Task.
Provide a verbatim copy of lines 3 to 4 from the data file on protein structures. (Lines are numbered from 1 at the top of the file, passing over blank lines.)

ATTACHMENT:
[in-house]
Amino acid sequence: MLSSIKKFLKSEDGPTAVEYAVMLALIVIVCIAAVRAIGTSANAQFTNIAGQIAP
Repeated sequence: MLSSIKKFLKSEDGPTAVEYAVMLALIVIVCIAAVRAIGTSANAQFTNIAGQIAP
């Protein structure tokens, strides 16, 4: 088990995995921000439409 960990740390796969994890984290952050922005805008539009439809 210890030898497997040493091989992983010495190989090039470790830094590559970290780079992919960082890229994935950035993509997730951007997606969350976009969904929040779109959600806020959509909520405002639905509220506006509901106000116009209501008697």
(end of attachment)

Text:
Repeated sequence: MLSSIKKFLKSEDGPTAVEYAVMLALIVIVCIAAVRAIGTSANAQFTNIAGQIAP
């Protein structure tokens, strides 16, 4: 088990995995921000439409 960990740390796969994890984290952050922005805008539009439809 210890030898497997040493091989992983010495190989090039470790830094590559970290780079992919960082890229994935950035993509997730951007997606969350976009969904929040779109959600806020959509909520405002639905509220506006509901106000116009209501008697």